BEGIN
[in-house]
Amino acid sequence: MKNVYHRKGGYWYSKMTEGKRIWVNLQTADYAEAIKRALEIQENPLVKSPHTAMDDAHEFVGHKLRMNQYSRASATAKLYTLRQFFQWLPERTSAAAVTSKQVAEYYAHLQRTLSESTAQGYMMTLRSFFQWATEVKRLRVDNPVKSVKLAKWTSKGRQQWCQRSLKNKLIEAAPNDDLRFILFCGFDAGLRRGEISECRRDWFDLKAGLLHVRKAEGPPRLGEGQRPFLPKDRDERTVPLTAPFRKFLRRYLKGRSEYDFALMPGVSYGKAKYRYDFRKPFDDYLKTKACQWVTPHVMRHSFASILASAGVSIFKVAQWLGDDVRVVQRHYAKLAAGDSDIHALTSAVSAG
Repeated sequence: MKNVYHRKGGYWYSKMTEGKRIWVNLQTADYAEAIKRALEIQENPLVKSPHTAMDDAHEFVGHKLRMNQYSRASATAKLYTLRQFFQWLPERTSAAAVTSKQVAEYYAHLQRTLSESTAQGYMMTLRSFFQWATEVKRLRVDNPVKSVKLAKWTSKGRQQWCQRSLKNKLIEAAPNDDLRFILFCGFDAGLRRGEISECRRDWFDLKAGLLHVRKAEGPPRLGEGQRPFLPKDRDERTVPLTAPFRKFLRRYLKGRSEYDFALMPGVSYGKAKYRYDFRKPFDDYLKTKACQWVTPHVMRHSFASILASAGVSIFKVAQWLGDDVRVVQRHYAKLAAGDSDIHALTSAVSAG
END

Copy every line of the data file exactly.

[in-house]
Amino acid sequence: MKNVYHRKGGYWYSKMTEGKRIWVNLQTADYAEAIKRALEIQENPLVKSPHTAMDDAHEFVGHKLRMNQYSRASATAKLYTLRQFFQWLPERTSAAAVTSKQVAEYYAHLQRTLSESTAQGYMMTLRSFFQWATEVKRLRVDNPVKSVKLAKWTSKGRQQWCQRSLKNKLIEAAPNDDLRFILFCGFDAGLRRGEISECRRDWFDLKAGLLHVRKAEGPPRLGEGQRPFLPKDRDERTVPLTAPFRKFLRRYLKGRSEYDFALMPGVSYGKAKYRYDFRKPFDDYLKTKACQWVTPHVMRHSFASILASAGVSIFKVAQWLGDDVRVVQRHYAKLAAGDSDIHALTSAVSAG
Repeated sequence: MKNVYHRKGGYWYSKMTEGKRIWVNLQTADYAEAIKRALEIQENPLVKSPHTAMDDAHEFVGHKLRMNQYSRASATAKLYTLRQFFQWLPERTSAAAVTSKQVAEYYAHLQRTLSESTAQGYMMTLRSFFQWATEVKRLRVDNPVKSVKLAKWTSKGRQQWCQRSLKNKLIEAAPNDDLRFILFCGFDAGLRRGEISECRRDWFDLKAGLLHVRKAEGPPRLGEGQRPFLPKDRDERTVPLTAPFRKFLRRYLKGRSEYDFALMPGVSYGKAKYRYDFRKPFDDYLKTKACQWVTPHVMRHSFASILASAGVSIFKVAQWLGDDVRVVQRHYAKLAAGDSDIHALTSAVSAG